Book #78 was The Nerdist Way: How to Reach the Next Level (In Real Life) by Chris Hardwick. The back of the book reads:
Nerd superstar Chris Hardwick offers his fellow "creative obsessives" crucial information needed to come out on top in the current Nerd uprising.
As a lifelong member of "The Nerd Herd," as he calls it, Chris Hardwick has learned all there is to know about Nerds. Developing a system, blog, and podcasts, Hardwick shares hard-earned wisdom about turning seeming weakness into world-dominating strengths in the hilarious self-help book, The Nerdist Way.
From keeping their heart rate below hummingbird levels to managing the avalanche of sadness that is their in-boxes; from becoming evil geniuses to attracting wealth by turning down work, Hardwick reveals the secrets that can help readers achieve their goals by tapping into their true nerdtastic selves.
Here Nerds will learn how to:
- Become their own time cop
- Tell panic attacks to go suck it
- Use incremental fitness to ward off predators
A Nerd’s brain is a laser-it’s time they learn to point and fire!
I generally don’t read self-help books (evidenced by the fact that I had to create a "self-help" category on the blog for this), but I picked this up because I am a fan of Chris Hardwick. Hardwick, who some may recognize as being one of the hosts of MTV’s Singled Out way back in the 90s, spent much of his 20s partying, drinking, and generally ruining his life. What happened when he hit 30 is best expressed in his own words:
"Then, when I hit thirty, I began to look around at my life: I was consuming a baby elephant’s weight in alcohol EVERY DAY. I lived in a shitty apartment near UCLA … my place was always a mess, I had ruined my credit, and I had no real work prospects. I had become a thing I had always feared–the fat, drunk guy who used to be on television."
Hardwick quit drinking in 2003 and started trying to improve his life. Now he has multiple projects on the go, including a successful (and extremely entertaining) podcast, a new podcast network, and several TV gigs.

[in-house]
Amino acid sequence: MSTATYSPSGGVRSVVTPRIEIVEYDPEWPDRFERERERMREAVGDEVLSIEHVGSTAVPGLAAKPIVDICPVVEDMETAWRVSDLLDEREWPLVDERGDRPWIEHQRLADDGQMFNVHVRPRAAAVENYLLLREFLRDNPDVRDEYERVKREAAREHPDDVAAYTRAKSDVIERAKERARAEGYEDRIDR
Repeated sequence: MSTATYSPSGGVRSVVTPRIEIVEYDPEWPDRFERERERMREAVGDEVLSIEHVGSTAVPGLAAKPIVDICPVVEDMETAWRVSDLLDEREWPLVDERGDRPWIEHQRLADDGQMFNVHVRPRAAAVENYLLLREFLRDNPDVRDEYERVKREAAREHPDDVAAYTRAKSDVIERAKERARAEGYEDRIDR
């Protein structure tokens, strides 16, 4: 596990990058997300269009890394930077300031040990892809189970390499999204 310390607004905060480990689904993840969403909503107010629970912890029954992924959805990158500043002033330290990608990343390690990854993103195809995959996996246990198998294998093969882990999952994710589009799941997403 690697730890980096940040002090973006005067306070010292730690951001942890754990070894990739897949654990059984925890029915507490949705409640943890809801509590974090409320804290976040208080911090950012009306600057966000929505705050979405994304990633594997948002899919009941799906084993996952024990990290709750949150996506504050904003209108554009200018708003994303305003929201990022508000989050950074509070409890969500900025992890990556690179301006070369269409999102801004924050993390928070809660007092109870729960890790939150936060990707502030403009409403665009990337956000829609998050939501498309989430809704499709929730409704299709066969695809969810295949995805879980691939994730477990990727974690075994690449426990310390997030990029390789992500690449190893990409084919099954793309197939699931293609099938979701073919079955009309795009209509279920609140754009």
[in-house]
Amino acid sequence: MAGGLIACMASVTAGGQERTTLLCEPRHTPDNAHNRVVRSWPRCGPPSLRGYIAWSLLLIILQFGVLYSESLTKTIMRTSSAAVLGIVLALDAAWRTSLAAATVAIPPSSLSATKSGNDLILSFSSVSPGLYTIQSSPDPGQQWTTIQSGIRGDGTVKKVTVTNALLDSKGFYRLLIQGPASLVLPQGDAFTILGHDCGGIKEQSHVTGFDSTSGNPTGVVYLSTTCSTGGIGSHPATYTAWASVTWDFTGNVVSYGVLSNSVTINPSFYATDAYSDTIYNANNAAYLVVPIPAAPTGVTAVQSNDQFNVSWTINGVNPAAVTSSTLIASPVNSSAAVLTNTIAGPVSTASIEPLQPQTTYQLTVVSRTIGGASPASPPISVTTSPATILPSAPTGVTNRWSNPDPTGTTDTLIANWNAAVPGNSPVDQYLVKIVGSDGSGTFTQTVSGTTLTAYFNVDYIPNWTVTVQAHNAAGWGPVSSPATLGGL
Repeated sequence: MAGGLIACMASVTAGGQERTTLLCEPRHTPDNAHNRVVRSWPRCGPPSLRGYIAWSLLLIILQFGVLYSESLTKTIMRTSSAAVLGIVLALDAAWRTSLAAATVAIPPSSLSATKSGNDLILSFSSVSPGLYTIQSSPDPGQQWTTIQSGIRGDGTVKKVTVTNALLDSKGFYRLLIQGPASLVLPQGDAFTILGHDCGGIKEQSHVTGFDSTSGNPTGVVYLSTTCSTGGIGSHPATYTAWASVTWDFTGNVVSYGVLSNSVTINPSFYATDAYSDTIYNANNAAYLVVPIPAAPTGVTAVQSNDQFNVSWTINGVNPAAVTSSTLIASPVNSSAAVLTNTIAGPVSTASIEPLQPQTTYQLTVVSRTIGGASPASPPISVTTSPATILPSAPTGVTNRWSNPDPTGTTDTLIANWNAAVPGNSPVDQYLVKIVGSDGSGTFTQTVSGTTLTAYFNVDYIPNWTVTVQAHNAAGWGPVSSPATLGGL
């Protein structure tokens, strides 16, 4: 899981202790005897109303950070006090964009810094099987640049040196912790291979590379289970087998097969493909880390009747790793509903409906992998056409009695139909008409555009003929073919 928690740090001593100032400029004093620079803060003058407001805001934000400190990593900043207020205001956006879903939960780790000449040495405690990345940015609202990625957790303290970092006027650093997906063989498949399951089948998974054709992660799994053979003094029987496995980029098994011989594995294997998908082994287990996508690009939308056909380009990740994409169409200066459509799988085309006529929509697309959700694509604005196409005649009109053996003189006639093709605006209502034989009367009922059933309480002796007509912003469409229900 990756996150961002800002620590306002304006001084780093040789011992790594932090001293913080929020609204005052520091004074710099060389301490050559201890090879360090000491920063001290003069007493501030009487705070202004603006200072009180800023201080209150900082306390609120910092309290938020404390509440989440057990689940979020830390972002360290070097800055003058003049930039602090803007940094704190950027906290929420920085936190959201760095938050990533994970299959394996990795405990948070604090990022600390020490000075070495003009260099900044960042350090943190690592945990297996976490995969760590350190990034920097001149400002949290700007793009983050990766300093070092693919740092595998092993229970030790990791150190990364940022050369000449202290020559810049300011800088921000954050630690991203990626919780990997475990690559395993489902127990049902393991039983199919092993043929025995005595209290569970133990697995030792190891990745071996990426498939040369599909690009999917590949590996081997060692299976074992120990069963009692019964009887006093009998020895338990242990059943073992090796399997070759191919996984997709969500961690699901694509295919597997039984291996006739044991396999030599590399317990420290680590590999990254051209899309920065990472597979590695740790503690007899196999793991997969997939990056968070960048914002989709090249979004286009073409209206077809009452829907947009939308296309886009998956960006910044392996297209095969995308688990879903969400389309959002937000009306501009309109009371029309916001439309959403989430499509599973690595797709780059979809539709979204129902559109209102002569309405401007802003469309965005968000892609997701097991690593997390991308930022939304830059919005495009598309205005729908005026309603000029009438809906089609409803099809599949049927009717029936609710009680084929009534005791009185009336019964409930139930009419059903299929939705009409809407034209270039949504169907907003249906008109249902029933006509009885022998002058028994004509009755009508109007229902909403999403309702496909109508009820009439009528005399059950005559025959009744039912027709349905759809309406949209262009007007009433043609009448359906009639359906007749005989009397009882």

The secrets to Hardwick’s success aren’t anything new. Basically, he was able to harness his innate nature (his nerdiness, so to speak) and use it to his advantage. And that’s what this book is about.
His techniques aren’t going to appeal to everyone, but if you enjoy the quantitative over the qualitative, you may find some ideas here. In general, he is advocating identifying your goals and developing a way to track your progress in a visible way. He also talks a lot about how to deal with the generally obsessive "nerdist" brain, something which I could relate to. It’s nice to know that you’re not the only one who thinks the way you do. In the final section, he talks a lot about his diet and fitness, even providing a starter fitness plan that is modeled after what he has done with his trainer.
One thing you can’t forget is that Hardwick is a comedian. The tone of the book is funny and descriptive, even during the more serious parts.
All-in-all, I enjoyed the book, even if I won’t adopt some of the more time-consuming tracking techniques. However, there is one big ding against it. Hardwick spends a fair amount of time on the development of a "character tome" that is the heart of his goal-tracking technique. He sends readers to a web site for sample templates, but that website is not functional. We’re now almost 3 months after the release of the book, and that’s really not acceptable.
Good thing it’s hard to be mad at Hardwick for long.
Page count: 304 (’11 total: 21,503) | Approximate word count: 83,600 (’11 total: 7,629,662)
2010: Catering to Nobody (Diane Mott Davidson)
2009: A Man for Amanda (Nora Roberts)
2008: Considering SomeplacElse (B.L. Lindstrom)
2007: Shroud for a Nightingale (P.D. James)
2006: Voyager (Diana Gabaldon)